T Visa – What, Why, How?

July 14, 2017

By: CVHR Law Clerk, Hayley Kemp

In October 2000, Congress created the “T” Nonimmigrant Status (T visa) by passing the Victims of Trafficking and Violence Protection Act (VTVPA). This legislation aimed to strengthen law enforcement agencies’ ability to investigate and prosecute human trafficking cases and offer protection for victims. The goal of this federal legislation is rooted in what is commonly known as the three “P’s”: protection, prosecution, and prevention. With this legislation, Congress sought to prioritize protecting victims, prosecuting traffickers, and preventing future acts of human trafficking through their implementation of the VTVPA.

Human trafficking can be divided into two categories: labor trafficking and sex trafficking. Both categories are a form of modern-day slavery in which traffickers lure individuals with false promises of employment and/or a better life in general. Sex trafficking means, “the recruitment, harboring, transportation, provision, obtaining, patronizing, or soliciting of a person for the purpose of a commercial sex act.” (22 U.S.C. § 7102(10)). Labor trafficking or involuntary servitude is defined as, “any scheme, plan, or pattern intended to cause a person to believe that, if the person did not enter into or continue in such condition, that person or another person would suffer serious harm or physical restraint.” (22 U.S.C. §7102(6)(a)). Although T visas are available to victims of both categories, in practice, the T visa tends to help more victims of sex trafficking than those victims of labor trafficking.

Oftentimes, victims of human trafficking are poor and unemployed. Sadly, these victims also lack much needed access to social services. Through a T visa, Congress protects victims that are trafficked into the United States and allows the victim to remain in the U.S. to assist in an investigation or prosecution of the victim’s human trafficking case.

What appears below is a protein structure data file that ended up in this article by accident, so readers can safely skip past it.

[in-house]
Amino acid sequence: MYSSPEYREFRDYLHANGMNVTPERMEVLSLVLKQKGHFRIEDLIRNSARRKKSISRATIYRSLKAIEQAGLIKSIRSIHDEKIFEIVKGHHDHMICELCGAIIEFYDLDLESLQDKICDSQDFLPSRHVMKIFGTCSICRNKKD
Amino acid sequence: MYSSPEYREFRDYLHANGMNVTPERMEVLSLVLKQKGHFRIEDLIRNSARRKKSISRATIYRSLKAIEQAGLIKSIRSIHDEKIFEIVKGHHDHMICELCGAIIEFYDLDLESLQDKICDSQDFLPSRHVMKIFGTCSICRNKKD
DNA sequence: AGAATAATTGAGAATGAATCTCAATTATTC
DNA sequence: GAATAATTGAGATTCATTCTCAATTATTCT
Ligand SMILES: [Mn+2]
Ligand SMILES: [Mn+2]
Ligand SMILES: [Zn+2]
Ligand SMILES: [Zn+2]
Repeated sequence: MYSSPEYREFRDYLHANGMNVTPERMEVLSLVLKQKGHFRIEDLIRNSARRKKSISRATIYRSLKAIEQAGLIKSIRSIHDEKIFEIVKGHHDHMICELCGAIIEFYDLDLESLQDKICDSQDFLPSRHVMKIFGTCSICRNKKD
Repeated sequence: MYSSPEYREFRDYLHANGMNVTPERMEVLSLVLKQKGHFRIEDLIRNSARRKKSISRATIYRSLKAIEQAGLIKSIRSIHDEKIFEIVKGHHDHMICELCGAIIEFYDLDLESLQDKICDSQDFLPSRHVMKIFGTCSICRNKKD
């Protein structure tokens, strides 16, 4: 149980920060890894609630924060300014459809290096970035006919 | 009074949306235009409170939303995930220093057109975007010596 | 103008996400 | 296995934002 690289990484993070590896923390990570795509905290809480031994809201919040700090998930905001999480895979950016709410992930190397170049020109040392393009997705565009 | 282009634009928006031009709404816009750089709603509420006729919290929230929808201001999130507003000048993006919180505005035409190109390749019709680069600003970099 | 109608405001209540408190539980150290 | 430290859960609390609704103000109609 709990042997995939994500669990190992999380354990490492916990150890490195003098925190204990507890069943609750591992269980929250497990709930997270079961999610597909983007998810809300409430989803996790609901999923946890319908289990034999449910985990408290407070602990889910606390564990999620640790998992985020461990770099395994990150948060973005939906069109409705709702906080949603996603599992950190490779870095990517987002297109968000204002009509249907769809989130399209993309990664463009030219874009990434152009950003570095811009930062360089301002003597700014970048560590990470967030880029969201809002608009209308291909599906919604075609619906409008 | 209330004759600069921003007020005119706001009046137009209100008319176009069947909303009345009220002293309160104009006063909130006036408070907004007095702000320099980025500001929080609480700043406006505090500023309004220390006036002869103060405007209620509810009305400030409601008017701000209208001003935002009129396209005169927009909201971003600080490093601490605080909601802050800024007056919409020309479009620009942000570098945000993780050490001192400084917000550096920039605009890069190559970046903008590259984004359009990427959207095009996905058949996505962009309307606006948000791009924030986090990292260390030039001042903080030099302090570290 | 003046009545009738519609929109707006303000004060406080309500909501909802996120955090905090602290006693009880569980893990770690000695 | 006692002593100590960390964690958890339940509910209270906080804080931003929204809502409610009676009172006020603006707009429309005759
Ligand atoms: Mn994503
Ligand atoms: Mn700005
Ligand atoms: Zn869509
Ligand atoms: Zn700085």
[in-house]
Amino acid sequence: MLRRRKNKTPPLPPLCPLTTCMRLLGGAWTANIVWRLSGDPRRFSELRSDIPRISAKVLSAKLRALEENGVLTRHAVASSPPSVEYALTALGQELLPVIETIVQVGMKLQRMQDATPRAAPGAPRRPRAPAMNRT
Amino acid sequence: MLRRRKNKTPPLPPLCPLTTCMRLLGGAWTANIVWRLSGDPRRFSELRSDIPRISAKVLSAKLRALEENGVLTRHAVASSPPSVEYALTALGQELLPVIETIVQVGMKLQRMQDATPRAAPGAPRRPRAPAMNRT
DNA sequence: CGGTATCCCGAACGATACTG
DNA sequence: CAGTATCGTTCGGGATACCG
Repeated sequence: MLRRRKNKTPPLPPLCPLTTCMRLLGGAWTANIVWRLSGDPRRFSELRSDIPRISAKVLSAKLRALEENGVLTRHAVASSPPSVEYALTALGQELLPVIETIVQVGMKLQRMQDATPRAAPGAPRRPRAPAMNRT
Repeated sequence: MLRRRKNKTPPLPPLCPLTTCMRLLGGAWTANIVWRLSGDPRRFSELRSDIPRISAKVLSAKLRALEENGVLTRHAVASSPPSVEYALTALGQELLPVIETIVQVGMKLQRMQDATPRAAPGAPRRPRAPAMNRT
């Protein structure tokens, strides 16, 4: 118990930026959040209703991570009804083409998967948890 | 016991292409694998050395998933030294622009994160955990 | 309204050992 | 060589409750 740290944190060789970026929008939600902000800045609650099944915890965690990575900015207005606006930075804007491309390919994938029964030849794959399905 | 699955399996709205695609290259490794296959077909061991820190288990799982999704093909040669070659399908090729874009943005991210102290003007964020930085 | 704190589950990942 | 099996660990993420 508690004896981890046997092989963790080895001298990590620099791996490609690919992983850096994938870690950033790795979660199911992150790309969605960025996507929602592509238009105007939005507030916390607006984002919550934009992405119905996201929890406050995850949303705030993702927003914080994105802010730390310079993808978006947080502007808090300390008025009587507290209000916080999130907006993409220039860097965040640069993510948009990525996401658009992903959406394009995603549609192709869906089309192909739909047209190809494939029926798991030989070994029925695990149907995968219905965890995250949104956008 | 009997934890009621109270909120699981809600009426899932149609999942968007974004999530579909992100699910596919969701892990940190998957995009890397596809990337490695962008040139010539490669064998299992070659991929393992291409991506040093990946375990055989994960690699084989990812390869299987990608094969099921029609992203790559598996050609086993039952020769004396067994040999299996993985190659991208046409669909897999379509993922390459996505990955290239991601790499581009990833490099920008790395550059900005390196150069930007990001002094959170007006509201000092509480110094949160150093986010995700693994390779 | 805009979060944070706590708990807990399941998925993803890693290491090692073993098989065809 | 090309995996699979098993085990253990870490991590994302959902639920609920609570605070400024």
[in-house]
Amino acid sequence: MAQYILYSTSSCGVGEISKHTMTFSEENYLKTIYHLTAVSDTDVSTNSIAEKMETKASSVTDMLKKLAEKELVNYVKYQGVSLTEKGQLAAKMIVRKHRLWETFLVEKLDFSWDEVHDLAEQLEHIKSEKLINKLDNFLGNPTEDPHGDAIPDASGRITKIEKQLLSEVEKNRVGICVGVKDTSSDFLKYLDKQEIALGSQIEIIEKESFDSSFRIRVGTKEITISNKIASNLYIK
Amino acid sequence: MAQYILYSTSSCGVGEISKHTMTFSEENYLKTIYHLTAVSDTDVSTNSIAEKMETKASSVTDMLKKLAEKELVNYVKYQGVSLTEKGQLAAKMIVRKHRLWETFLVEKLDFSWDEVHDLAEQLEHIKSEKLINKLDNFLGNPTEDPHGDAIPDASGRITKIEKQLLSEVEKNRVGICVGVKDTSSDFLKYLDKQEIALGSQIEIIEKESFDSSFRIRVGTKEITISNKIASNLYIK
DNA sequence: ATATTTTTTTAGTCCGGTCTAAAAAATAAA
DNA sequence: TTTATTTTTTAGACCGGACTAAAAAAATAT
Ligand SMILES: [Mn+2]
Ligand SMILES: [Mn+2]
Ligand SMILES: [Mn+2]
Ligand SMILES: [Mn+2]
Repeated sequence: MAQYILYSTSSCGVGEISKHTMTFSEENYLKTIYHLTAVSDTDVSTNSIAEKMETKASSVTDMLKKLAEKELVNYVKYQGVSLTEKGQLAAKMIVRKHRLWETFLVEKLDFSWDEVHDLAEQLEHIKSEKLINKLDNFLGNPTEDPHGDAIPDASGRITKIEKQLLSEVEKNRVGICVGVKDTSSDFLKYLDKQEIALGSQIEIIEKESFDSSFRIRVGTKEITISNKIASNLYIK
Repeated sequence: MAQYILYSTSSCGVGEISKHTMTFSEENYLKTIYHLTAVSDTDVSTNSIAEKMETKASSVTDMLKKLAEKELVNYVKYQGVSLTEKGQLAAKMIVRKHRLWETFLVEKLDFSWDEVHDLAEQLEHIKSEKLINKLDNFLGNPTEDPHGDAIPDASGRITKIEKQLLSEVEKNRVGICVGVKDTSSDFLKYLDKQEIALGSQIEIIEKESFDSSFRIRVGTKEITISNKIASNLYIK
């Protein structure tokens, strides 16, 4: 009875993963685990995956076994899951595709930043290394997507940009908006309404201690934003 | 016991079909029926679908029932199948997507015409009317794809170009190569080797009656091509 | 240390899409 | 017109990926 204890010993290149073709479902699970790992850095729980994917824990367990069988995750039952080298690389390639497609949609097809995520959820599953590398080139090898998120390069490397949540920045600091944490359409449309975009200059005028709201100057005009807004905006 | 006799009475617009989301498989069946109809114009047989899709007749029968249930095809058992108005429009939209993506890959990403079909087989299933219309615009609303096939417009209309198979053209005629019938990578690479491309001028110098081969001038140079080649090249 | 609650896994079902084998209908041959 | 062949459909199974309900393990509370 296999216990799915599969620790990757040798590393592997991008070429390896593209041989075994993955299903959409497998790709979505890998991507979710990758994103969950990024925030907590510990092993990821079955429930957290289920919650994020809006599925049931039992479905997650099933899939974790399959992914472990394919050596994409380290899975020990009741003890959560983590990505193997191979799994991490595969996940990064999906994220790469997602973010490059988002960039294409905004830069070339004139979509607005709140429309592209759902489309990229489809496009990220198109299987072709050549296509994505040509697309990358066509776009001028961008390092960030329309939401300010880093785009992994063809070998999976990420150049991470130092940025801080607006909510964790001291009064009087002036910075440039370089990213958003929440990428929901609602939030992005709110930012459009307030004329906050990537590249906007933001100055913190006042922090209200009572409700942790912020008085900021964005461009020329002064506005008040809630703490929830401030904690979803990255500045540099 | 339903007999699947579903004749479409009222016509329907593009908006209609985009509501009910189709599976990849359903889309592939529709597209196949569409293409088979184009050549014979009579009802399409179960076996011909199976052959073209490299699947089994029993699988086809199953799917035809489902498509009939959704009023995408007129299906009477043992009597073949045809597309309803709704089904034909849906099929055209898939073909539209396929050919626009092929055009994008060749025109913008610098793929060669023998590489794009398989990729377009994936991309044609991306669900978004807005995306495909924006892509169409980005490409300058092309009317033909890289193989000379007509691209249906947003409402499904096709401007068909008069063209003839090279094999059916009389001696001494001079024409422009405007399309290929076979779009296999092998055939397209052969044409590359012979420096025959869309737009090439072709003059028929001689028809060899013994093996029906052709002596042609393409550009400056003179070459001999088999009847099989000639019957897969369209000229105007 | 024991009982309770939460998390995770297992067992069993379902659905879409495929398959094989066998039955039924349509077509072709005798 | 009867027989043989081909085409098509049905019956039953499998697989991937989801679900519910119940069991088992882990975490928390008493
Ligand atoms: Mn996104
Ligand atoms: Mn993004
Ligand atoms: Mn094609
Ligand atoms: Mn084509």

Victims of human trafficking are eligible for T visas only when they are a victim of human trafficking, as defined by 22 U.S.C. § 7102. In other words, victims of human trafficking must have been trafficked into the U.S., American Samoa, the Commonwealth of the Northern Mariana Islands, or at a port of entry. Furthermore, victims must be able to demonstrate that he or she would suffer extreme hardship resulting in unusual and severe harm if they were removed from the U.S. Additionally, victims are only eligible for the T visa if they comply with any reasonable request from a law enforcement agency for assistance in the investigation or prosecution of human trafficking. However, if a victim is under the age of 18 or unable to cooperate due to physical or psychological trauma, he or she is exempt from complying with those requests.

If a victim meets the requirements for a T visa, they should consider submitting the proper application for T Nonimmigrant Status, which includes the Form I-914 and supporting documentation and evidence. Due to the protections T visas afford victims of human trafficking, T visas are a necessary and an important part of helping to end human trafficking for good.